Wednesday, August 27, 2014
Search
  
Submit your own News for
inclusion in our Site.
Click here...
Breaking News
Nero 2015 is Coming At IFA
LaCie Ships the 48 TB Thunderbolt 2 Storage Solution
ALCATEL ONETOUCH Launches New Affordable Smartphones
ZOTAC Debuts the ZBOX PI320 pico
Dropbox Now Offers 1TB Pro plan for 10 Dollars
HTC Reveals Entry-level Desire 510 Powered By a 64-bit Processor
Archos To Showcase Windows And Android Devices At IFA
Larger iPad Coming Next Year
Active Discussions
help questions structure DVDR
Made video, won't play back easily
Questions durability monitor LCD
Questions fungus CD/DVD Media, Some expert engineer in optical media can help me?
CD, DVD and Blu-ray burning for Android in development
IBM supercharges Power servers with graphics chips
Werner Vogels: four cloud computing trends for 2014
Video editing software.
 Home > News > General Computing > Big cha...
Last 7 Days News : SU MO TU WE TH FR SA All News

Thursday, September 23, 2004
Big challenges for small drives


As CNet reports, for disk drives to make a splash in cell phones, they'll have to handle a crash or two...

So said Rob Scott, a manager for phone maker Nokia, at a disk drive industry conference on Wednesday. Samsung has already introduced a cell phone with a tiny disk drive to hold data. But Scott indicated that phones with drives will not be a hit unless they can withstand a fair amount of wear and tear. "People drop their digital camera, they expect it to be broken," he said. "People drop their cell phone, they expect it to work."

Speakers at the conference made the case that small drives could have a big future in consumer devices, but said hard-drive manufacturers face stiff challenges in areas such as capacity, ruggedness and power consumption.

Already, the consumer arena has become a significant business for drive makers, who for years focused on products for personal computers and the larger computers that run in data centers. Hard drives are finding their way into digital video recorders, which allow consumers to record and temporarily pause live broadcasts; digital music players, such as Apple's popular iPod; and now portable media players that show video.

Many of the drives for consumer devices have disks smaller than the 3.5-inch diameter platters typically found in desktop PC drives. Apple's iPod, for example, uses a 1.8-inch drive from Toshiba. Its iPod mini employs a 1-inch drive from Hitachi Global Storage Technologies.

Seagate Technology also recently entered the minidrive market with 1-inch drives of its own. In a presentation, Seagate vice president Gary Gentry predicted that roughly 150 million drives of 1.8 inches or smaller will ship in 2010, up from fewer than 20 million this year. But Gentry cautioned that drive makers must work to customize their products for consumer uses. He said manufacturers face "big challenges around robustness, around performance, around battery life."

Drive makers also would be wise to base their efforts on industry standards, Gentry said, and he gave a plug for a new initiative to create a drive interface standard specific to handheld devices.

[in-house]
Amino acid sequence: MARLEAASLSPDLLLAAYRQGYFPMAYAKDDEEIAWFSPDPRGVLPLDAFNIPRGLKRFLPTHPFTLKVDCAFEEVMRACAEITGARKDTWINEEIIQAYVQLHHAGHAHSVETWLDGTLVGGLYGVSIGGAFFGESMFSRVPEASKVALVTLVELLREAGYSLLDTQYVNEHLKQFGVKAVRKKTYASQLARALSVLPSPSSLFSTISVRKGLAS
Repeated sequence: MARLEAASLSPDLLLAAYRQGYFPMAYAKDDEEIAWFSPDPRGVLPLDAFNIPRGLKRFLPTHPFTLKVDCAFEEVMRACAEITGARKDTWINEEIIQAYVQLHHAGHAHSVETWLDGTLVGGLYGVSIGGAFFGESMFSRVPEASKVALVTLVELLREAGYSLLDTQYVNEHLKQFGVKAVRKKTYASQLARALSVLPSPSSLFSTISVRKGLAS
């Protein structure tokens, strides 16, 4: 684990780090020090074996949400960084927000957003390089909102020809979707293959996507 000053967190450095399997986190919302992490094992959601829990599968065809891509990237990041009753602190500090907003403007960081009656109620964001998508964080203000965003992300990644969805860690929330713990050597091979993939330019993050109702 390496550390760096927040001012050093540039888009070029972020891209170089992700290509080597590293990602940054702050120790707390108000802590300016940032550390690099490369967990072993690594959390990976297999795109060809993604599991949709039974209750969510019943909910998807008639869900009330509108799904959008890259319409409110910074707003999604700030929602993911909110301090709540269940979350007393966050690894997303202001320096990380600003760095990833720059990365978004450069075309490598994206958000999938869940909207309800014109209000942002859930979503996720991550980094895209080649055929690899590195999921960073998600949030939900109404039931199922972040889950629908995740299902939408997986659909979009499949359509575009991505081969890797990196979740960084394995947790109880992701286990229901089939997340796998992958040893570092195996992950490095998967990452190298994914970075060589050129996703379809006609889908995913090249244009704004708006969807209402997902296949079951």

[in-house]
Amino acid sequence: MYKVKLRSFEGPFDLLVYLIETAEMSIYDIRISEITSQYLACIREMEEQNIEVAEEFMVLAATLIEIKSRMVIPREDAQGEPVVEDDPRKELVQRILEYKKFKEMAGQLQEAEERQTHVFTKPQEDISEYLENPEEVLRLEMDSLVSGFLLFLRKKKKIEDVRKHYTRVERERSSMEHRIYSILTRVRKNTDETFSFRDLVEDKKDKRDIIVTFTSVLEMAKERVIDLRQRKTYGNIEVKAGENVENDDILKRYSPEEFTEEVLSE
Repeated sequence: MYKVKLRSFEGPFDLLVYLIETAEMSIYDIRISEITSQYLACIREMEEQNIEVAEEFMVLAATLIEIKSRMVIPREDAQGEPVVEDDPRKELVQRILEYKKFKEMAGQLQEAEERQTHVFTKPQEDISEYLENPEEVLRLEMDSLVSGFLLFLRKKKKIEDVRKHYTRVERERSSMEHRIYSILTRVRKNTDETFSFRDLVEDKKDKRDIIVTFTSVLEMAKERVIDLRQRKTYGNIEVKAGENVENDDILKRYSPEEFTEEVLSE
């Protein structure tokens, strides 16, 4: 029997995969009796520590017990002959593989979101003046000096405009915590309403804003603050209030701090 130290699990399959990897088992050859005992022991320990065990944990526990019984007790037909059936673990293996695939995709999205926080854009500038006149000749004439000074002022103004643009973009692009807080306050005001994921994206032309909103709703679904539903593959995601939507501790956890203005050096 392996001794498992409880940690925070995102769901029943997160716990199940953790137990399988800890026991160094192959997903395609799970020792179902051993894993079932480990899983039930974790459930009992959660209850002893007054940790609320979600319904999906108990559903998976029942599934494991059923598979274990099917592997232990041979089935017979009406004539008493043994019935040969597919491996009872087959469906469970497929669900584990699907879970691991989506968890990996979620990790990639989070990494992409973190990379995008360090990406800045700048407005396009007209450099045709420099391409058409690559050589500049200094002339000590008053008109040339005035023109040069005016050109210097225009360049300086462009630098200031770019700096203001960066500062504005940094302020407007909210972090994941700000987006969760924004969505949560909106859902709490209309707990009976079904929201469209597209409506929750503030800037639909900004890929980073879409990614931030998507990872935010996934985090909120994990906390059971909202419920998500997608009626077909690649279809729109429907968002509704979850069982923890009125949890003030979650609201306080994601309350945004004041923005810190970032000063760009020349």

Another issue is roominess, said David Proctor, a Microsoft manager focused on its Portable Media Center product. Proctor estimated that by 2007, drives for portable media players will have to hold 124 gigabytes--well above today's small drive capacities--to store video.

A smart vision also is important for drive makers, said Amy Dalphy, manager of hard disk drives in Toshiba's storage device division. Dalphy argued that drive makers should be working with manufacturers to create an "experience" for consumers, akin to a trip to Disneyland or a coffee at Starbucks. It would be a red flag if a hard-drive maker's customer planned to sell only 50,000 units of a product in a year, she said. "When a customer talks to you with that kind of vision, they need your help," she said.

In vying to serve as the data repositories for new generations of consumer devices, hard drives face competition from flash memory, a semiconductor product that has been more expensive per gigabyte than drives. Another threat is the possibility that phones and other mobile devices themselves won't store data such as songs. Instead, the devices will receive streams of information wirelessly, with the actual data sitting on a PC or the Internet.

But Ian Vogelesang, vice president at Hitachi, argued that consumers are more likely to download information to their devices--using a hard drive, say--and listen to songs or watch video at their leisure. "I think it's exactly the opposite" of the live streaming scenario, he said.


Previous
Next
Taiwan-based ODD makers mull production of DVD camcorders        All News        BenQ announces 16X DVD+R Media
IPod faces competition as MP3 player sales boom     General Computing News      Microsoft releases patch for XP SP2

Source Link Get RSS feed Easy Print E-Mail this Message

Related News
Seagate Ships First 8 TB Hard Drives
Seagate Launches Channel On Roku
Seagate Delivers New Network Storage Portfolio
Seagate to Acquire LSI's Flash Businesses
Seagate Announces the Wireless Plus Storage Solution
LaCie Showcases Latest Thunderbolt 2 Storage Solutions Based on New 6TB Seagate Hard Disks
Seagate, WD Announce Latest Surveillence HDDs
Hitachi HDDs Have The Lowest Failure Rate: report
Seagate, LaCie Showcase Their Storage Technologies at CES
Seagate to Acquire Xyratex For $374 mln
Hitachi Combines SSD Tier And SSD Cache Methods in Tiered Storage Systems
Seagate Offers Windows Storage Server To Small- And Medium-Sized Businesses

Most Popular News
 
Home | News | All News | Reviews | Articles | Guides | Download | Expert Area | Forum | Site Info
Site best viewed at 1024x768+ - CDRINFO.COM 1998-2014 - All rights reserved -
Privacy policy - Contact Us .